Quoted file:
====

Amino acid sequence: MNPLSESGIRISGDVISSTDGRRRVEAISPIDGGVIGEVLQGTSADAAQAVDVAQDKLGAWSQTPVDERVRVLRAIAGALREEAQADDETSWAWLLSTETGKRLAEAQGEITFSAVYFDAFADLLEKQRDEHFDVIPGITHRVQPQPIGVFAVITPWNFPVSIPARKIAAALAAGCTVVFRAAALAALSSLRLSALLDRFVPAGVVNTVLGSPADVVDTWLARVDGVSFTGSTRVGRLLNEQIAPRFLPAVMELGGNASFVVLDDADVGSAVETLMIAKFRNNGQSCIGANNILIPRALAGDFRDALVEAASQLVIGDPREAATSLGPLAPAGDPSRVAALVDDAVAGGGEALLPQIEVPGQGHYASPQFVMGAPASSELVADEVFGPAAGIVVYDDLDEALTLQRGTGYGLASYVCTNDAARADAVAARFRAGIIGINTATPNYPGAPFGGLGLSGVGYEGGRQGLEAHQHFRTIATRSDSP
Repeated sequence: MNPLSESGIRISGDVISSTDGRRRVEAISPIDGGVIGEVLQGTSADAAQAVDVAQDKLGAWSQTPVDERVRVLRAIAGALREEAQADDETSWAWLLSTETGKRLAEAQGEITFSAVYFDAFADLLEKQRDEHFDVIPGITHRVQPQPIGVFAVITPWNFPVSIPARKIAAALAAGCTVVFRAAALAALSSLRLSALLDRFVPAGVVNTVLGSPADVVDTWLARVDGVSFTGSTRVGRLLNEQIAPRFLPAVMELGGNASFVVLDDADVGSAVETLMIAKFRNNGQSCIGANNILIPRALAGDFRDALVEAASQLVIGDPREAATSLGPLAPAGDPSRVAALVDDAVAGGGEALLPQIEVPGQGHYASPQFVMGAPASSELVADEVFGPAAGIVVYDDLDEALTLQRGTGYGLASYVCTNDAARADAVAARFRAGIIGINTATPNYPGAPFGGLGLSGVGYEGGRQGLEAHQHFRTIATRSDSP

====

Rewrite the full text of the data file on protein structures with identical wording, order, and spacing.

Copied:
Amino acid sequence: MNPLSESGIRISGDVISSTDGRRRVEAISPIDGGVIGEVLQGTSADAAQAVDVAQDKLGAWSQTPVDERVRVLRAIAGALREEAQADDETSWAWLLSTETGKRLAEAQGEITFSAVYFDAFADLLEKQRDEHFDVIPGITHRVQPQPIGVFAVITPWNFPVSIPARKIAAALAAGCTVVFRAAALAALSSLRLSALLDRFVPAGVVNTVLGSPADVVDTWLARVDGVSFTGSTRVGRLLNEQIAPRFLPAVMELGGNASFVVLDDADVGSAVETLMIAKFRNNGQSCIGANNILIPRALAGDFRDALVEAASQLVIGDPREAATSLGPLAPAGDPSRVAALVDDAVAGGGEALLPQIEVPGQGHYASPQFVMGAPASSELVADEVFGPAAGIVVYDDLDEALTLQRGTGYGLASYVCTNDAARADAVAARFRAGIIGINTATPNYPGAPFGGLGLSGVGYEGGRQGLEAHQHFRTIATRSDSP
Repeated sequence: MNPLSESGIRISGDVISSTDGRRRVEAISPIDGGVIGEVLQGTSADAAQAVDVAQDKLGAWSQTPVDERVRVLRAIAGALREEAQADDETSWAWLLSTETGKRLAEAQGEITFSAVYFDAFADLLEKQRDEHFDVIPGITHRVQPQPIGVFAVITPWNFPVSIPARKIAAALAAGCTVVFRAAALAALSSLRLSALLDRFVPAGVVNTVLGSPADVVDTWLARVDGVSFTGSTRVGRLLNEQIAPRFLPAVMELGGNASFVVLDDADVGSAVETLMIAKFRNNGQSCIGANNILIPRALAGDFRDALVEAASQLVIGDPREAATSLGPLAPAGDPSRVAALVDDAVAGGGEALLPQIEVPGQGHYASPQFVMGAPASSELVADEVFGPAAGIVVYDDLDEALTLQRGTGYGLASYVCTNDAARADAVAARFRAGIIGINTATPNYPGAPFGGLGLSGVGYEGGRQGLEAHQHFRTIATRSDSP